I want to share with you my re-entry into motorcycling after a 35-year hiatus. My last bike had been a 1973 Yamaha RT 360 Enduro, owned brand new for one year and quickly sold to accommodate my post-secondary education as an Industrial Arts teacher in Winnipeg. Fast forward to retirement from the public school system and on to a gig as an instructor at an adult ed trade school in Winnipeg.
My usual mode of transport to work was a bicycle, even during Winnipeg’s cruel winter. I decided a small scooter would be a rewarding tool to help me in the summer heat. Sure, I had a cage to drive if I wished, but rush hour motoring is never fun. I purchased a 2010 Honda SH150i. It was a blast around town, twist and go, with very little demand required from the rider. But on the highway, two-up with my wife, it was dearly wanting for speed and power. Being a gear head, I had put a slip-on pipe on the 150 to make it at least sound like a motorcycle instead of a sewing machine. After one month of ownership, Honda Canada was blowing out new Silver Wing 600 scooters for $6,500, and of course the little 150 was traded without a second thought.
Another two years passed, and I was getting bored. The Silver Wing had plenty of power for long distance rides, loaded with wife and luggage, but I needed more. I wanted the shifting, clutching, and total experience of a real motorcycle. The Silver Wing, even with my installation of an aftermarket performance exhaust system, just wasn’t cutting it for me. The two words “needed and wanted” were the cause of considerable consternation between my wife and me over going big or going home. After constant negotiation and begging on my part, she agreed that I could get my dream motorcycle. I had even gone so far as to suggest we just sell the Silver Wing and be done with it, as I was that unstimulated by scootering.
By now you’re probably asking what the hell did I want? A thundering, vibrating V-twin? Absolutely not. A fast and great handling sport tourer? Not interested. A Gold Wing with all the comforts of a country club membership? Not for me.
I wanted an anomaly, a bike that was smooth as silk, as powerful as almost anything on the road, and most of all a bike that would make me want to jump on and ride. That bike was a black Honda F6B bagger.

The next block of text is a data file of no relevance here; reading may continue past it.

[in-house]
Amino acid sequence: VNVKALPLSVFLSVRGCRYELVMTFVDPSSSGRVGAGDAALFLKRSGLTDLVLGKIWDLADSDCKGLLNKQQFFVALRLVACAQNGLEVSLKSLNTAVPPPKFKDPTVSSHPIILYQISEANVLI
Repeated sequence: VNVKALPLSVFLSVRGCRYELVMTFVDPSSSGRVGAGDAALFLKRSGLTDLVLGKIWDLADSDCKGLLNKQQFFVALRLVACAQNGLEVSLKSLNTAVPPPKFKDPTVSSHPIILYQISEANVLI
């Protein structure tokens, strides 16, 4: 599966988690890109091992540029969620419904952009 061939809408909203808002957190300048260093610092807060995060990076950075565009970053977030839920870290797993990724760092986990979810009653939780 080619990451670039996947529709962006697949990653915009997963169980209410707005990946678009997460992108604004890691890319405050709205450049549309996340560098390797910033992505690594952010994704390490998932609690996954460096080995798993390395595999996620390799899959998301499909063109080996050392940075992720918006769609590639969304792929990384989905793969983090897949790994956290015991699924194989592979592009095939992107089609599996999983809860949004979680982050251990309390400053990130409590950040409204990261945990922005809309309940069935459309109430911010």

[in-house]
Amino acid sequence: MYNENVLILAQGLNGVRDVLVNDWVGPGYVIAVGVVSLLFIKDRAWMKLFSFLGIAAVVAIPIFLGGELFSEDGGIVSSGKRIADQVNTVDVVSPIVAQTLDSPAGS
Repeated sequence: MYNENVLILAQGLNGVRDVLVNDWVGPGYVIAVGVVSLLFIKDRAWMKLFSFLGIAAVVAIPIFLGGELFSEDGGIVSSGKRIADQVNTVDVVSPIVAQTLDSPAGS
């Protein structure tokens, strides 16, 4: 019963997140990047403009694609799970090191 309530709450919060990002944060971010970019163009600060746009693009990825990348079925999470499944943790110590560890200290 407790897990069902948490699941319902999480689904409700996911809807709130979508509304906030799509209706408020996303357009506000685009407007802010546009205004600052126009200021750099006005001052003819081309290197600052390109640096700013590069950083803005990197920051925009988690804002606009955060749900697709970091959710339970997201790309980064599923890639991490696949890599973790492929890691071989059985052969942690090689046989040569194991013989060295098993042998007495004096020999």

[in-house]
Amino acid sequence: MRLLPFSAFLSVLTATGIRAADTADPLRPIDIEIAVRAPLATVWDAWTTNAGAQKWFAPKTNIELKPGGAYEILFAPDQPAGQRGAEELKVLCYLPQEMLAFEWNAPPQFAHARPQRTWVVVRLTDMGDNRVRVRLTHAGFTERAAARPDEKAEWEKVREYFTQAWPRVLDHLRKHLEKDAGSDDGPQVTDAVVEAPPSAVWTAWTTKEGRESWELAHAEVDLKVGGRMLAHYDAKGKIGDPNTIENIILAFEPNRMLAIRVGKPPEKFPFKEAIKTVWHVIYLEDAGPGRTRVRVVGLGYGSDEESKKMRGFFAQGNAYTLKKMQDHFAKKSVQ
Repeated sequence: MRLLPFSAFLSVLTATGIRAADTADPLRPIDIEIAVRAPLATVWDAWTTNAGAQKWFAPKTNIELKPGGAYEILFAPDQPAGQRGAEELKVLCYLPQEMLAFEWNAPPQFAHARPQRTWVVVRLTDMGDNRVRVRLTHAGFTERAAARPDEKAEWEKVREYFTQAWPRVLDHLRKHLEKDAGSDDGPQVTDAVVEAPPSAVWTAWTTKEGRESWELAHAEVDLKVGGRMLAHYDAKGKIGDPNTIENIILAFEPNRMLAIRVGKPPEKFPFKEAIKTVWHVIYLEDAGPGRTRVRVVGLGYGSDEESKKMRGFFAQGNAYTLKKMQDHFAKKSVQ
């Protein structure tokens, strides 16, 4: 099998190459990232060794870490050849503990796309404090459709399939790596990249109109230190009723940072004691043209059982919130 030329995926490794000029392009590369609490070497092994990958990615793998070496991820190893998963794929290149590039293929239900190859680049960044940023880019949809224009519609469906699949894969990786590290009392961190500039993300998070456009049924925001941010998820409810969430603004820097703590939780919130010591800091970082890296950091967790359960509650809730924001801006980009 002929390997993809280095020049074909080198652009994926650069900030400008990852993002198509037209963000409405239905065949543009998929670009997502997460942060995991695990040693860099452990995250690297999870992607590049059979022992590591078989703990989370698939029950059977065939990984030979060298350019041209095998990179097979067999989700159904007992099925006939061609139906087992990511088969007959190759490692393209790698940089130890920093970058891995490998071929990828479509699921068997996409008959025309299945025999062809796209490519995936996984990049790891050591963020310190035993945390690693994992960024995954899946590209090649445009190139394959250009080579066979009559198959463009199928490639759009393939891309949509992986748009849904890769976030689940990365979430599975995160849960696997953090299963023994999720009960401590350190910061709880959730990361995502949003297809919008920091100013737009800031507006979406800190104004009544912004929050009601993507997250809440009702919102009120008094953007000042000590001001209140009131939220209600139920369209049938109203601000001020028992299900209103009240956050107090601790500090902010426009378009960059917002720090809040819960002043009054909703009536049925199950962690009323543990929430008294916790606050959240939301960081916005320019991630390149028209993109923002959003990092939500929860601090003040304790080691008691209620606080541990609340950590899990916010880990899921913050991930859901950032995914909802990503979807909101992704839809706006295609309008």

We are now at late summer 2014. I found one carryover black ’13 F6B at a tiny Honda dealer in the town of Pine Falls, Manitoba. I phoned the store and talked to the dealer principal, the shop foreman, sales manager, and the parts manager—they were all one and the same. He said he’d take my Silver Wing in trade, and I should just ride on out and take the F6B for a test ride. After a 90-minute ride from the big city to the town of 1,200 with my brother-in-law on his 600 Shadow, I saw the bike. The dealer had put an aftermarket tinted windscreen on. It looked fantastic. I was even more excited by the Cobra 6-2-6 slip on mufflers he had also installed. He gave me the keys, and I started it up, blipping the throttle to enjoy the sweet sound of a perfectly balanced flat six. It was music to my ears. However, the party ended rather abruptly as soon as I throttled back in third gear at 60 km/h to cruise through the town before hitting the road and letting her rip. The drone coming from the mufflers was so obnoxious I quickly made a beeline back to the garage. I told the owner I couldn’t even consider owning the bike with the slip-ons. He said, “You’re kidding. When I test rode the bike I didn’t hear any drone and thought the mufflers really complemented the bike.” We spent the next half hour together reinstalling the stock mufflers. I was in Shangri La again.
The deal was made, paperwork signed, and my brother-in-law and I hit the road back to Winnipeg. The first half of the route passes through beautiful Canadian Shield topography, complete with lots of tight high-speed turns through narrow blasted passages of igneous outcrops. The bike handled the curves like a locomotive on rails. Exiting the Shield out onto the prairie, the road was a deserted ribbon of smooth asphalt. I twisted the throttle and left my riding companion invisible in my mirrors. The bike jumped from 100 to 150 km/h in seconds. I was elated. When we stopped halfway back to take a break, he said I had a grin from ear to ear.
That was in August of 2014. I’m now age 66, have 20,000 kilometres on the bike, have added many farkles and sparkles, and am champing at the bit to ride again in Spring. There is nothing I like more than going for a long ride out in the country, my bike humming along with the oldies from the stereo reminding me of my youth. That elixir of stimulation and nostalgia no doubt contributes to my wellbeing and positive psyche.
My message to all motorcyclists out there is this: Time seems to go by exponentially faster the older we get. If you’re not happy with your ride or your riding, do something about it. Enjoy our great sport as long as you can.